Digital SLR photography — a beginner’s guide to bird photography
Here are some suggestions that will hopefully increase your number of bird photo keepers. I’ll stress that these are general guidelines, not fixed rules, and you will eventually find the way you prefer to work.
PART 1 | PART 2
Take a walk outside and most of us would be lucky to see herds of bison, mobs of roos or any from a range of megafauna. But birds are all around us. They spoil us with their variety, colour and sheer numbers. So it’s not surprising that a lot of nature photographers develop a fascination for birds. But photographing them has its challenges too.
Above: I normally try to focus on the eyes, but sometimes it’s just not going to happen. The bird is a Purple Swamphen.
By changing the way this photo was cropped, the pelican no longer looks hemmed in
Because we’re so familiar with looking down on birds (top image), a photo of a bird from that same angle can look kind of boring, yet most beginning photographers start firing off shots while standing up and end up with a hard drive full of pictures of the tops of birds’ heads. By comparison, the lower photo, taken by getting down to the bird’s eye level, resulted in a much more engaging image. The bird in these shots is a Black Swan cygnet. Cute eh?
Usually, the longer the lens the better. Birds have a frustrating habit of being small and distant so if you want to fill your frame with a small bird then that suggests telephoto. But a long lens is not your only option. You could also:
- sneak up on the bird until you are as close as possible
- spend some time in a bird hide near a place where birds hang out (more about hides later)
- go to a place where birds are used to people, like public parks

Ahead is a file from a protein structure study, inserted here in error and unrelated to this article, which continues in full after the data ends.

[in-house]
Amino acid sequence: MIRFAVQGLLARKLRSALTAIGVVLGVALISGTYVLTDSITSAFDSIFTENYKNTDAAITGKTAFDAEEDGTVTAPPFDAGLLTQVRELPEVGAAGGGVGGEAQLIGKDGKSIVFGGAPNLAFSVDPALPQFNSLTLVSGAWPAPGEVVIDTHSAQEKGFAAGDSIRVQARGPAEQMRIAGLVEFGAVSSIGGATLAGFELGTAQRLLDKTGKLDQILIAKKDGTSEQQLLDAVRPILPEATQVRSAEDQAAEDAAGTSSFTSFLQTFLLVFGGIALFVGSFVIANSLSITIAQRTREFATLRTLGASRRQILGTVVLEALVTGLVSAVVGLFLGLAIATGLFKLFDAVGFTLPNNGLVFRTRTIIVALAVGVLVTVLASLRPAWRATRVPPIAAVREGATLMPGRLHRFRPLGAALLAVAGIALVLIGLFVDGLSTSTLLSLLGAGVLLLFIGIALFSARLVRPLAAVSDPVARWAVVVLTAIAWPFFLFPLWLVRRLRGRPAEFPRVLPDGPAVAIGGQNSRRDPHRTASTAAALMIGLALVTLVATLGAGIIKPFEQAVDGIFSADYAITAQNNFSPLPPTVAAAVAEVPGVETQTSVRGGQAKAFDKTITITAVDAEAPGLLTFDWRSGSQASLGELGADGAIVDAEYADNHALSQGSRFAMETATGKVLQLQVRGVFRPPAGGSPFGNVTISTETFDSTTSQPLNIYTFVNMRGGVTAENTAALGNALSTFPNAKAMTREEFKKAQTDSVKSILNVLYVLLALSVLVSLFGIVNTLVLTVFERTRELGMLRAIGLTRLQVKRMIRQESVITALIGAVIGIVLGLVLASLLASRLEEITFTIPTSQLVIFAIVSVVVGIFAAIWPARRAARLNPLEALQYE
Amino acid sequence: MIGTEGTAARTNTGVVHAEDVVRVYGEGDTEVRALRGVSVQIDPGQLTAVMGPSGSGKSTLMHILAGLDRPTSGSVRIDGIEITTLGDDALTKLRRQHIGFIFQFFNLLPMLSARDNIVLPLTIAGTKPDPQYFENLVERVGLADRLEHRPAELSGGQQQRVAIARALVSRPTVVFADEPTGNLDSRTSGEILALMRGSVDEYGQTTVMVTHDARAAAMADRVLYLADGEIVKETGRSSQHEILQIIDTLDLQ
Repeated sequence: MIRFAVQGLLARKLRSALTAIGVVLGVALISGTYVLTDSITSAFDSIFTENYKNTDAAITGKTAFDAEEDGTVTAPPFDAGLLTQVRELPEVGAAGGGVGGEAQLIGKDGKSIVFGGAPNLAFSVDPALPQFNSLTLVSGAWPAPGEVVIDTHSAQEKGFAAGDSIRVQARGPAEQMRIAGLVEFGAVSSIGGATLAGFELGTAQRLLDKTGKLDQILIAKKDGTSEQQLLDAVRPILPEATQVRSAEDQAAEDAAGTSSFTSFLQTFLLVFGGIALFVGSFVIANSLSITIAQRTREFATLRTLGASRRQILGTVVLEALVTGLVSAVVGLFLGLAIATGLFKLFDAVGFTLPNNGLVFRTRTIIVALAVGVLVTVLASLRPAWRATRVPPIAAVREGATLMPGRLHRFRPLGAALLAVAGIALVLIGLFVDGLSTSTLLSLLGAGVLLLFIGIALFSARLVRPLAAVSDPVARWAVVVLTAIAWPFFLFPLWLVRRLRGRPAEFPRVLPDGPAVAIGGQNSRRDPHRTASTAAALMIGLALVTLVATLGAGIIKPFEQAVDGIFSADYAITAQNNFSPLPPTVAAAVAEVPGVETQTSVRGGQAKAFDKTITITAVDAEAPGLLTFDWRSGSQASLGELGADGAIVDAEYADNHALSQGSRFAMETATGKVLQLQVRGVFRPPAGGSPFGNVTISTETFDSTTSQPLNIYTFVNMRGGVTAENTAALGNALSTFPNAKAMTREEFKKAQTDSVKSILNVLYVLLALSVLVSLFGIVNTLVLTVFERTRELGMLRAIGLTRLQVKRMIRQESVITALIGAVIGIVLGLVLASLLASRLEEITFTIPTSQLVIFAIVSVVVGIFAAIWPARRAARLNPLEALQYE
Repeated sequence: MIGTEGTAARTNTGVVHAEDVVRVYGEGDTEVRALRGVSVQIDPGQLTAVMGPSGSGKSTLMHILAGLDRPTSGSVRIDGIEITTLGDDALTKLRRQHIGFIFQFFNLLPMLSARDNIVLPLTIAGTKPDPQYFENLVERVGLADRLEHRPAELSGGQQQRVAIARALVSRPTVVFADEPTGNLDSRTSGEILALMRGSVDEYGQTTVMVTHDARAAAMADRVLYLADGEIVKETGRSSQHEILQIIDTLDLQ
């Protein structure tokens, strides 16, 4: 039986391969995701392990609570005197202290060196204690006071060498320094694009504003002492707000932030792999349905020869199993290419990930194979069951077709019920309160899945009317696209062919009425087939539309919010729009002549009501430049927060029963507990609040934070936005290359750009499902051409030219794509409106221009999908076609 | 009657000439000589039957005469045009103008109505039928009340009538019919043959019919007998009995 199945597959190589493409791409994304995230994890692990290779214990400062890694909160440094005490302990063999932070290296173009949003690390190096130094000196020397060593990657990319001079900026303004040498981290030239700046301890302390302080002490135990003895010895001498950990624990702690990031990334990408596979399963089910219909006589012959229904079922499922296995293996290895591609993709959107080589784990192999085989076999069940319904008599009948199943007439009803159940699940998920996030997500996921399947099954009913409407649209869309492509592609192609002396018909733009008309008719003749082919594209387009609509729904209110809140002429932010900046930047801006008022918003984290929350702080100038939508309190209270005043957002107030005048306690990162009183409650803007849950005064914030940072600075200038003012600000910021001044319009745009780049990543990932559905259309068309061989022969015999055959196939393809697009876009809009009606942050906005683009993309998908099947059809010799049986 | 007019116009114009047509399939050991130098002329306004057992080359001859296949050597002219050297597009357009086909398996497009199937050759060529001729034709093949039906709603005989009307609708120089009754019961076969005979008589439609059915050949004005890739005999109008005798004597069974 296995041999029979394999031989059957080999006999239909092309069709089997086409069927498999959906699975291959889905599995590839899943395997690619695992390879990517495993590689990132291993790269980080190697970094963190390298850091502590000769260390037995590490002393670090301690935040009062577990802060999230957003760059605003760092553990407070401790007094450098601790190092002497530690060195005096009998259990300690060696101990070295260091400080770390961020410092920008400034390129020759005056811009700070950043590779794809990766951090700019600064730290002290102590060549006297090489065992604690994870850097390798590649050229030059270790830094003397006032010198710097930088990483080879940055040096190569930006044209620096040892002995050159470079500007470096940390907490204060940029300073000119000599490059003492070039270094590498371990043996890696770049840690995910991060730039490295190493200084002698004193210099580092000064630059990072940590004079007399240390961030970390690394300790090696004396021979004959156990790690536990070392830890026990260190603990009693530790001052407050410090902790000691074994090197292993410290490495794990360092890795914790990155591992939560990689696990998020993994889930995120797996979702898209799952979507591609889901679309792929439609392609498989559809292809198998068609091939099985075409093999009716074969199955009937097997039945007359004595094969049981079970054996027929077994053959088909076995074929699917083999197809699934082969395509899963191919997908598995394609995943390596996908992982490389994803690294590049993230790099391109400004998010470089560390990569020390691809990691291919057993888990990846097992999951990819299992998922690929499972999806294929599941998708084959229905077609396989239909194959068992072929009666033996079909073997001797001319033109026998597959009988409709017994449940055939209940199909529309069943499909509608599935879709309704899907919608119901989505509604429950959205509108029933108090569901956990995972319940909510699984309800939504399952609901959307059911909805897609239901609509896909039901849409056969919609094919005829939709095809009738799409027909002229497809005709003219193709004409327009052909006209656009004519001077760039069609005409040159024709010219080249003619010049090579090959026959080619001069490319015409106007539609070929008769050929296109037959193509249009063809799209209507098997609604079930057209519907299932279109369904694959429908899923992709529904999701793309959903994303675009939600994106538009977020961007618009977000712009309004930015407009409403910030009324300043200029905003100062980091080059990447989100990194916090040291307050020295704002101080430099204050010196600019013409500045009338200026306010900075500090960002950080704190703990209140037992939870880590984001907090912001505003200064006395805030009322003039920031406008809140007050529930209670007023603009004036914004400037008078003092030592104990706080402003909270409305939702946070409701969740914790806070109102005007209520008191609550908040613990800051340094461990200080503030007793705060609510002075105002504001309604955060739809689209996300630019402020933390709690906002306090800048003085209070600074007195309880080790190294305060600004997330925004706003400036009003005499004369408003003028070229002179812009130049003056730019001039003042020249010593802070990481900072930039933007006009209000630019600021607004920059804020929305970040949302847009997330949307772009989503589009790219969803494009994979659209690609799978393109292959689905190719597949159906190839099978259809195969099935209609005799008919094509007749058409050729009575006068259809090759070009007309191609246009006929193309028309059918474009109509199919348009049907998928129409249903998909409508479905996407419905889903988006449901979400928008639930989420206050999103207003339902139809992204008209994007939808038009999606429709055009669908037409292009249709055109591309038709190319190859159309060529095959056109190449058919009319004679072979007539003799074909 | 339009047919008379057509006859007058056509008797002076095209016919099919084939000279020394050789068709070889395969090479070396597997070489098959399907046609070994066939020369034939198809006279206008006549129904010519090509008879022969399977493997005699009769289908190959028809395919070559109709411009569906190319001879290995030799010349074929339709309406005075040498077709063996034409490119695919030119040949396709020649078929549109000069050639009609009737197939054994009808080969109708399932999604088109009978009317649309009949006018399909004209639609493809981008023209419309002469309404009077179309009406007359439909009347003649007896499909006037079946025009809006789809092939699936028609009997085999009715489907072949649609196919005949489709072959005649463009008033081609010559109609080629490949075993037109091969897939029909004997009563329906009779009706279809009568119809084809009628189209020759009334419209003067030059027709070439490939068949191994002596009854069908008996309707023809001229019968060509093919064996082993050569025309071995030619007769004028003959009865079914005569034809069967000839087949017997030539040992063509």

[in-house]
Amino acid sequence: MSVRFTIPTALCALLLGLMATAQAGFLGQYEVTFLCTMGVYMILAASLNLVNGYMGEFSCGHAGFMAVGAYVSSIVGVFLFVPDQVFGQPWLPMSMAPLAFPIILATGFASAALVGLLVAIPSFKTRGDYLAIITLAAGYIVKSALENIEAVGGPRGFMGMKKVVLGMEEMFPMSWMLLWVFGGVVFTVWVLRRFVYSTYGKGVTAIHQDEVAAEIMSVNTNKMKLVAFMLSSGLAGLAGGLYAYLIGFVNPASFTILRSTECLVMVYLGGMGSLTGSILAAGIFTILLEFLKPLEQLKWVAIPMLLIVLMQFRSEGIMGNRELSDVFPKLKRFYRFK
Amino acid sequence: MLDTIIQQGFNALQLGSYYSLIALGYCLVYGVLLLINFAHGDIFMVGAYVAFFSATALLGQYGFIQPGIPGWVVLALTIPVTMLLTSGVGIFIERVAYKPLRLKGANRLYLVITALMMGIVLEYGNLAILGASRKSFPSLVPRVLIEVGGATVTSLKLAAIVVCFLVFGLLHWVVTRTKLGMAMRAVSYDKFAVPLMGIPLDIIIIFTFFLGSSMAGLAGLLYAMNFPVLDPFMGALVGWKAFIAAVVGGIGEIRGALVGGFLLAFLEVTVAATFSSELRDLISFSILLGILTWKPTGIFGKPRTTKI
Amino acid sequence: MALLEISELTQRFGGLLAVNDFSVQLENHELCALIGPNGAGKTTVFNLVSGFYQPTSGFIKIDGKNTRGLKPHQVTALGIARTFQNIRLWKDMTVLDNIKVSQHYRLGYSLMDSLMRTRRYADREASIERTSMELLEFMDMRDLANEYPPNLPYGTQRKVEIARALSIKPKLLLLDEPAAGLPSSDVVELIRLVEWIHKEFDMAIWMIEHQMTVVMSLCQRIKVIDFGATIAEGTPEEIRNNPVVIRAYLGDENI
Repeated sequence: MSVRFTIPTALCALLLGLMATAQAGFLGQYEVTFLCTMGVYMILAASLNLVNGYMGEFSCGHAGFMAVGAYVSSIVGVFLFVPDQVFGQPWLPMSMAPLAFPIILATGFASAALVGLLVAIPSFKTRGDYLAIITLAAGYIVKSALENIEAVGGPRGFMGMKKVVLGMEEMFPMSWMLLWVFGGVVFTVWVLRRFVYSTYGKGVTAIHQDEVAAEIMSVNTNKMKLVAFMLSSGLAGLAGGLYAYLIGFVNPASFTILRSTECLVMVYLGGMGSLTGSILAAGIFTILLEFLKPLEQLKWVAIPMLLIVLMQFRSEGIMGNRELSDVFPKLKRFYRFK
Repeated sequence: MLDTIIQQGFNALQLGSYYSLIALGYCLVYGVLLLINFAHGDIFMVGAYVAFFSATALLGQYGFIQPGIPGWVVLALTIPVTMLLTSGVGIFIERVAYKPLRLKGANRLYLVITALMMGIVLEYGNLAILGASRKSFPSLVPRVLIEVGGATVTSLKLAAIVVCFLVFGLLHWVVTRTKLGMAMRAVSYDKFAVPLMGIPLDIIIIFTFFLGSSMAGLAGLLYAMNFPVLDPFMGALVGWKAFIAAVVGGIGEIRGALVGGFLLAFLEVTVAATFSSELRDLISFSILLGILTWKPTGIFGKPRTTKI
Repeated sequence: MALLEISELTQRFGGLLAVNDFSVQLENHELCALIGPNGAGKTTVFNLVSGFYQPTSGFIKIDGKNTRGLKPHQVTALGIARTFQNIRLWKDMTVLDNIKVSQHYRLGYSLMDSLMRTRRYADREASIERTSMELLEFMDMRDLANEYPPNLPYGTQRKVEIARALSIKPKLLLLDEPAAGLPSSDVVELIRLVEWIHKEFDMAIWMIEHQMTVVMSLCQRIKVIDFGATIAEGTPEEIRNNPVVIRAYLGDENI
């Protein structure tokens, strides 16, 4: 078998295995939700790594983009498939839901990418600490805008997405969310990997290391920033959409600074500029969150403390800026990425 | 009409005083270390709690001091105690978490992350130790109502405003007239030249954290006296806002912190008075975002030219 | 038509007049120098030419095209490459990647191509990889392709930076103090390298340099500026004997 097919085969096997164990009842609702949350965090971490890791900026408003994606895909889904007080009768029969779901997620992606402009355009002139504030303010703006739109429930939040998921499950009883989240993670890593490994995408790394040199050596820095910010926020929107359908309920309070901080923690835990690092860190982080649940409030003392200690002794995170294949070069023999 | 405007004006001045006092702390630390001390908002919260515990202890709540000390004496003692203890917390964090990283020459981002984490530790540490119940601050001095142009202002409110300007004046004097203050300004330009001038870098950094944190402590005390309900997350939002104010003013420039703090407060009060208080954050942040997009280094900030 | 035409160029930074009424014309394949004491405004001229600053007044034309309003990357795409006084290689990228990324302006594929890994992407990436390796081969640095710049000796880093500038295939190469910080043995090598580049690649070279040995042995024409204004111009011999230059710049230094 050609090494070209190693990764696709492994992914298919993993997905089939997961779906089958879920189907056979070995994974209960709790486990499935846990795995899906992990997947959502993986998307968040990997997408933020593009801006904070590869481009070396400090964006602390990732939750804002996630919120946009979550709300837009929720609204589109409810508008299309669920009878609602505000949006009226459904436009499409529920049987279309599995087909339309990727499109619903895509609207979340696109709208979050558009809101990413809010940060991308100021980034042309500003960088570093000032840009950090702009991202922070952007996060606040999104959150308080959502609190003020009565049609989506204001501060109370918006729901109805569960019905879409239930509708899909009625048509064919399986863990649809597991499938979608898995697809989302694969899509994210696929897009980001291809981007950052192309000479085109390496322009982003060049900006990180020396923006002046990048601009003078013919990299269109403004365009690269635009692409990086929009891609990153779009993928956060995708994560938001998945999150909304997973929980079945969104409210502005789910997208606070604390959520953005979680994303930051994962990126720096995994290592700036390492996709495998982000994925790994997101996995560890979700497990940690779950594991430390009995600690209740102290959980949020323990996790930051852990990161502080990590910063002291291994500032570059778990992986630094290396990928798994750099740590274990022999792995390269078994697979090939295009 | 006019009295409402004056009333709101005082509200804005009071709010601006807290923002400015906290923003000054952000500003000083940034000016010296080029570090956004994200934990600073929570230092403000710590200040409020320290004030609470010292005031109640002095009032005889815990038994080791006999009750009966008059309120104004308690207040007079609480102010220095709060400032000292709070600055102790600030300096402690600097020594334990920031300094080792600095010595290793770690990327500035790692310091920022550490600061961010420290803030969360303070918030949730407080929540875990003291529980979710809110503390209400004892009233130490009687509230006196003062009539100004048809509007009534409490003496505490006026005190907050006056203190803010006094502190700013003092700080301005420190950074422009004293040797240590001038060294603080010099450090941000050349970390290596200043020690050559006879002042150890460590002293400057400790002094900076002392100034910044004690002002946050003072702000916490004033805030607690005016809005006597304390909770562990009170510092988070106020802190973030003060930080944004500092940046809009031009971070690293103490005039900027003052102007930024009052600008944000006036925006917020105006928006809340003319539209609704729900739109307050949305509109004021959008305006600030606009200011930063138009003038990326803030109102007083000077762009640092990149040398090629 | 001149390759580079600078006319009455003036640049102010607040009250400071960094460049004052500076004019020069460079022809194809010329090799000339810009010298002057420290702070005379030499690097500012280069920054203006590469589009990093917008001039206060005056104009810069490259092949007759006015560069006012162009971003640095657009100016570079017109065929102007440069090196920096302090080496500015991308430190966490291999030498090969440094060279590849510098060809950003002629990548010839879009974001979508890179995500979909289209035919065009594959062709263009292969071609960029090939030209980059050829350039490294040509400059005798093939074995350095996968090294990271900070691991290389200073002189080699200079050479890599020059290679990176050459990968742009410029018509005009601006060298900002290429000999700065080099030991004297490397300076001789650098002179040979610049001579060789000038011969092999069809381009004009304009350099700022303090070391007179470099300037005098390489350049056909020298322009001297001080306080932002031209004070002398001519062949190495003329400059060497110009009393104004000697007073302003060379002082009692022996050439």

- and I guess you can also look for bigger birds!
Focus on the eyes
Normally, you’ll want to get the bird’s eyes in focus. That might mean you need to select a single focus point in your camera’s focus settings. Of course when I say this I’m assuming we’re talking about sitting or standing birds. If the bird is flying past then forget about the eyes and just try to focus on the bird! (More about birds in flight later in this article.)
The way you crop can make a big difference to your photos. By cropping, I mean the use of your image-editing software to cut off the edges from the photo. If you look at the two photos of the pelican at right you’ll see that the top one makes the bird look slightly hemmed in. Like it is about to fly into the right edge of the frame. So It’s often a good idea to allow your cropped photos to have a bit of space in front of the bird so the creature looks like it has some environment to walk/fly into, as I’ve done in the second version.
With other types of photography you will often have the time to think about these issues while framing your shot through the viewfinder, but when taking shots of birds — especially flying birds — we don’t always have that luxury!
Most of the time, birds — especially the smallish ones — get about in quick, jerky movements. A lot of birds also jerk their heads backwards and forwards really fast when they walk, resulting in lots of blurred shots. To freeze that action down to a sharp image you’re going to be forced into using a fairly quick exposure. I tend not to go any slower than 500th a second shutter speed when photographing birds. 1000th second is probably better. The exception to this rule is if you deliberately want some motion blur, like the flapping of a bird’s wings. And then 1,000th second is probably too fast. For this reason, setting your camera to shutter speed priority and choosing 1000th second is a good start. If the light is not very strong, like very early in the morning, then slow the shutter speed speed down a bit.
Get down to their level
When we see birds they tend to normally be either way above us or on the ground below us. So most people are already bored with the sight of the tops or bottoms of birds. However, if you take a photo of a bird at its eye level then you have some big advantages. First, the bird will look more interesting because that’s not an angle we’re used to seeing birds. Second, you’re more likely to see the bird’s face. And third, you will find that the background of the photo, instead of being the ground directly underneath it, might switch to being something several feet away or more, which will put the background way out of focus. That will draw even more attention to the bird.